Lawyers and compliance professionals repeatedly tout the importance of an internal investigation to protecting a company from devastating consequences from an enforcement action.
An internal investigation is important for the company: (1) to evaluate the facts and the potential legal consequences from the events; and (2) to demonstrate the company’s commitment to remediate any deficiencies in its internal controls and compliance program.
An effective internal investigation will provide the board and senior management with important information to decide what steps the company needs to take and preserve the company and shareholder value.
In the recent GSK-China case, a defective internal investigation was cited in press reports which apparently cleared GSK of any potential problems. Several months later, facts starting coming out which called into question the accuracy of the internal investigation. The disconnect between the internal investigation and the resulting explosion of allegations is inexplicable. How could an internal investigation find no violation and months later the company has to acknowledge that the allegations were accurate?
There are a number of ways in which an internal investigation can be derailed. In many cases, an internal investigation can hit a road block when senior managers restrict the scope of the investigation, or block the investigator’s access to importance documents or witnesses. If outside counsel is conducting the investigation, they face an important ethical quandary—how can they stake their reputation on an internal investigation which was limited in scope and access? In some cases, outside counsel may resign and terminate the investigation. In other cases, they can move forward and limit its conclusions based on the restricted scope and access of the investigation.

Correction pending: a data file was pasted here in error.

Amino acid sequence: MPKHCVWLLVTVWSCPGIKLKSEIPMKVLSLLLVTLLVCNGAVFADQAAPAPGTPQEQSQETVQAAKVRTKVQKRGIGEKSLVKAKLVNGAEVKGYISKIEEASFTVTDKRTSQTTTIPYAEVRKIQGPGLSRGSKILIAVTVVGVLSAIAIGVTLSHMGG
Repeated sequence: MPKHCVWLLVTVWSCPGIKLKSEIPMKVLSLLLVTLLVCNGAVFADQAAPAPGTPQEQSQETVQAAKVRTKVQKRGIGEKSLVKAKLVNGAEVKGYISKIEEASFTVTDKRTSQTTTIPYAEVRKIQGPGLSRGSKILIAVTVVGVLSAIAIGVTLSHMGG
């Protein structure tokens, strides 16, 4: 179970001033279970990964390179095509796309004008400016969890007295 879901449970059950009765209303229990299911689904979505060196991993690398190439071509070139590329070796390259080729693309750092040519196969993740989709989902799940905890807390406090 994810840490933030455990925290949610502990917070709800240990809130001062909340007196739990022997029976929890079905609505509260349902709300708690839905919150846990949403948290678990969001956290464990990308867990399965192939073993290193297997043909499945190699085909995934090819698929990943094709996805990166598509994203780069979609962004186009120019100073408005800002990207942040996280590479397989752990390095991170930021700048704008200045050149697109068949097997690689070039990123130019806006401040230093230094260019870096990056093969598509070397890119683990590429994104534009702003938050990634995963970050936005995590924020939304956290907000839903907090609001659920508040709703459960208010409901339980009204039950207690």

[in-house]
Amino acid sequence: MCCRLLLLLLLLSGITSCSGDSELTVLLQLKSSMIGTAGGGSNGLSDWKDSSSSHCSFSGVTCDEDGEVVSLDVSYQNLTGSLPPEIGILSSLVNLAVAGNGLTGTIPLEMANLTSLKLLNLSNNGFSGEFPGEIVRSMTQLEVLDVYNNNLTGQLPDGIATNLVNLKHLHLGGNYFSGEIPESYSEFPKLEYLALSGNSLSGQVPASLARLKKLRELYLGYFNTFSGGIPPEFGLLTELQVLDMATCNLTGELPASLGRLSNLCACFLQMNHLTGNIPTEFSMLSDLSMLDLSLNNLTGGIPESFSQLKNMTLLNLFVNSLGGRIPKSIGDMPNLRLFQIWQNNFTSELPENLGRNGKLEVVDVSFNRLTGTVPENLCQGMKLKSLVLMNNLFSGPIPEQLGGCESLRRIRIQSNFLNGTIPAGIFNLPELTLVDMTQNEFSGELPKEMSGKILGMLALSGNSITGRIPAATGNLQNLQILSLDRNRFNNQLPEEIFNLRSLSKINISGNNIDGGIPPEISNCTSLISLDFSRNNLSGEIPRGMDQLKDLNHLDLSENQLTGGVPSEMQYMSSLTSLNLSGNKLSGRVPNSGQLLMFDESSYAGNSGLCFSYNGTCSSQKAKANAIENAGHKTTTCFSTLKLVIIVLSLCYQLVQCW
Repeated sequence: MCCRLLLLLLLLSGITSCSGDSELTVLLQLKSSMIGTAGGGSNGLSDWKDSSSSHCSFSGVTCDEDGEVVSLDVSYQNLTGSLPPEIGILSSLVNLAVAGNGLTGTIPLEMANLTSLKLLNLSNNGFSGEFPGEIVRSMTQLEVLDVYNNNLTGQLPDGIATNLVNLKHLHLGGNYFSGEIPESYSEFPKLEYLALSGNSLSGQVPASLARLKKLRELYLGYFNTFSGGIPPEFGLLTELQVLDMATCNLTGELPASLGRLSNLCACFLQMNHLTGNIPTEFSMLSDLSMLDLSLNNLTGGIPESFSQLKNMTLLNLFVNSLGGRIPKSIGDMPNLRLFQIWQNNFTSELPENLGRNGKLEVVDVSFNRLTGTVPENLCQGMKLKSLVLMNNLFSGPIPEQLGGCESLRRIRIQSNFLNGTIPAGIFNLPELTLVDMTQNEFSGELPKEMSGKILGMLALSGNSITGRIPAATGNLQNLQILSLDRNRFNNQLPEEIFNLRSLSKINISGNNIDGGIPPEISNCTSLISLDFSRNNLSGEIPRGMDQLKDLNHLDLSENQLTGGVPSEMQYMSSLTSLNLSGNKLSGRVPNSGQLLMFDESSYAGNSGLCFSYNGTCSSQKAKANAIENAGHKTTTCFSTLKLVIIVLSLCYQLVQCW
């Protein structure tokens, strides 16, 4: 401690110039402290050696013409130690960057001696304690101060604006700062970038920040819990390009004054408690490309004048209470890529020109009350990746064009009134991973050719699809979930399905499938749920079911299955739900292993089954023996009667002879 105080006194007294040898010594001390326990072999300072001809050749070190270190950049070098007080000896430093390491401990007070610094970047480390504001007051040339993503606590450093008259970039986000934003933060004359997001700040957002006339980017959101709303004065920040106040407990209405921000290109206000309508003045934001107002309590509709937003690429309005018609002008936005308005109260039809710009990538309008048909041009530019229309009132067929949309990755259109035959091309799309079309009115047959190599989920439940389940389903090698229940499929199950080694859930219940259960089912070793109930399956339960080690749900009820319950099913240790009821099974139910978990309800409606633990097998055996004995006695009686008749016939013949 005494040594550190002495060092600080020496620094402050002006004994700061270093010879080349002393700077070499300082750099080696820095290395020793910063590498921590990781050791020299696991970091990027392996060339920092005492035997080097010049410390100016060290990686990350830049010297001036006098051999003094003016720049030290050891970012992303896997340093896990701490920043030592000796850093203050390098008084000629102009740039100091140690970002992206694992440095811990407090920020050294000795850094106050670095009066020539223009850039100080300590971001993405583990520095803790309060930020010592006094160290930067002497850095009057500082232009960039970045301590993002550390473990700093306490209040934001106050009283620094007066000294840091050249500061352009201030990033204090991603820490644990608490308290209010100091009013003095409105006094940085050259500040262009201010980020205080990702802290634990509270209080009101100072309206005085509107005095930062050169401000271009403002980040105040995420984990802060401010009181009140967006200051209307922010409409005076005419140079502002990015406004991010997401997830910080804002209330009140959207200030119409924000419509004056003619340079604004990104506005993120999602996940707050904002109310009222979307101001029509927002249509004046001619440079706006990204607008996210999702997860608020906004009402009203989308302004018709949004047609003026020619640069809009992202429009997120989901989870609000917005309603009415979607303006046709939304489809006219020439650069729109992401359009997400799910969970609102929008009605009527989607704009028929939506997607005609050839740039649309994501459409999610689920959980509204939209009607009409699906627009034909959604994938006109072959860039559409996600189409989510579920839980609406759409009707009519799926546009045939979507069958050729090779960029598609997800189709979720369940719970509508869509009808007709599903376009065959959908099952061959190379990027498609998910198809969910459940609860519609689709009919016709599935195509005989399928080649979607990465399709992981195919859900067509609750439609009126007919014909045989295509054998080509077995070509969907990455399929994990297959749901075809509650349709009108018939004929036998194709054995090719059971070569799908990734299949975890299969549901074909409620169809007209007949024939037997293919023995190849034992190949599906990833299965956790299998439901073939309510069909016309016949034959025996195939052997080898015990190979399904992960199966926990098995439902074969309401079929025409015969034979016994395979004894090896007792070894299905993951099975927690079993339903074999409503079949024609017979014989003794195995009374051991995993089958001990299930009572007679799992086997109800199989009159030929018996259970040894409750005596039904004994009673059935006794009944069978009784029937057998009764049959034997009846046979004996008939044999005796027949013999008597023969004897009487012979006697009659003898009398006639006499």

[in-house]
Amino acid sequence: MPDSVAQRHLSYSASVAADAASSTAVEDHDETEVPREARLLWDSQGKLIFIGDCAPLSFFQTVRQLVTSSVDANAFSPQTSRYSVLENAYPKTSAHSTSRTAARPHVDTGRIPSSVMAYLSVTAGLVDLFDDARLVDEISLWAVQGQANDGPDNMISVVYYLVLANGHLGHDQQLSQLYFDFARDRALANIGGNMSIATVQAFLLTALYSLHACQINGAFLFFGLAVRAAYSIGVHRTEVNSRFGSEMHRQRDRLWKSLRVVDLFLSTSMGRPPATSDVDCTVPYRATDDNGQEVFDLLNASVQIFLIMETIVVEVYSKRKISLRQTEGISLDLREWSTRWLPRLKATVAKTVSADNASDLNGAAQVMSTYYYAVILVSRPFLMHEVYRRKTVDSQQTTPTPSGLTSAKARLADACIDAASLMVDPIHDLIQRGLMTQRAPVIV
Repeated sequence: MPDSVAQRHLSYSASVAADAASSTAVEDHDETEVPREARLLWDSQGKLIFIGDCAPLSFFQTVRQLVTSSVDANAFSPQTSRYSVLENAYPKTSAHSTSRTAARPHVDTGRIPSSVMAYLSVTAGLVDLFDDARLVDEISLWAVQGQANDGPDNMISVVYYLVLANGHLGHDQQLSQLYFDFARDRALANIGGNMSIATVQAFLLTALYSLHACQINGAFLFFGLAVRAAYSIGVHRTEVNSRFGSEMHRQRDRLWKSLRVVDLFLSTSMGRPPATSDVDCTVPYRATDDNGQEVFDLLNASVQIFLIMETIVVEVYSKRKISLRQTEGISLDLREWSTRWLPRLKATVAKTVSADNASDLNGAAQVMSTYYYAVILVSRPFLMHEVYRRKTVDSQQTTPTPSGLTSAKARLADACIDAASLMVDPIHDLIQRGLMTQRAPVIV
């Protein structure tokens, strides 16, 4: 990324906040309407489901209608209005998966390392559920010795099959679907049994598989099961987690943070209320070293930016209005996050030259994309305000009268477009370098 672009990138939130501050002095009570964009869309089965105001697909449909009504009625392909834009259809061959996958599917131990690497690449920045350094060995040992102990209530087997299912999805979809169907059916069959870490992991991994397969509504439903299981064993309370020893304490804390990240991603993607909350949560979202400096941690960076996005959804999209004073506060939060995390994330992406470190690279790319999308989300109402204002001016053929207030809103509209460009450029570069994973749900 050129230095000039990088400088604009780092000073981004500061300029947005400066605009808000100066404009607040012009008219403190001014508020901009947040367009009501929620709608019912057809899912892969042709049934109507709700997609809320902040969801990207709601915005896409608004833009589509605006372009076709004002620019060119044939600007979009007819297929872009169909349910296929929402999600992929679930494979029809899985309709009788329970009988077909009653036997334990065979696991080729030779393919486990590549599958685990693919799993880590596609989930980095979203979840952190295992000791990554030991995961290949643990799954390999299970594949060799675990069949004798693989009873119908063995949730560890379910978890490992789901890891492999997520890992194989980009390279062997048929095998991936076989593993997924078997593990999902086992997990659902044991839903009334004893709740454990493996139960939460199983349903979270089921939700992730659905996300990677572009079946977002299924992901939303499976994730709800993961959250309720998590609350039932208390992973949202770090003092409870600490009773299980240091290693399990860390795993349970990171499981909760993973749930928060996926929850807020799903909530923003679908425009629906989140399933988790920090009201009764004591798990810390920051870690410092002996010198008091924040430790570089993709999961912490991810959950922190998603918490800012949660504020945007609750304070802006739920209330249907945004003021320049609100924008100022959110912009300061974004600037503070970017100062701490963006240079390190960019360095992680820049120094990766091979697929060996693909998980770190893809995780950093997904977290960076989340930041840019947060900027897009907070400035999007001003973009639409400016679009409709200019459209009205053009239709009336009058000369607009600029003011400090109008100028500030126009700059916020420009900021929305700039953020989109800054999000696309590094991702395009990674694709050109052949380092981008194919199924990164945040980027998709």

These are very treacherous waters in which an outside counsel may get involved. It can be avoided if the internal investigation is properly set up and authorized at the board level, with a specific authorization from the board or a special committee. In most cases, proper board oversight and commitment will prevent an internal investigation from being derailed. If the board’s commitment is equivocal, then the internal investigation can be at risk.
The board has an important role to play when a serious internal investigation is being conducted. Often, the board, a separate committee, and/or individual board members will obtain separate counsel to represent them during an internal investigation. Given the risks of a defective internal investigation, board members are increasingly under scrutiny for exercising reasonable oversight of company operations and its compliance program.
Aside from the risks to the board, a defective internal investigation can provide federal prosecutors with powerful evidence against a company. First, the evidence of obstruction or restriction of the investigation can be used to demonstrate that the company was committed to a criminal scheme and sought to prevent the uncovering of the criminal conduct. Second, a defective internal investigation is itself evidence of a flawed compliance and ethics program. Third, to the extent an individual or group of individuals block an internal investigation, the government can use such evidence to prosecute individual officers and employees.
The old saying from the Nixon Watergate scandal applies with full force – “The cover up is worse than the crime.”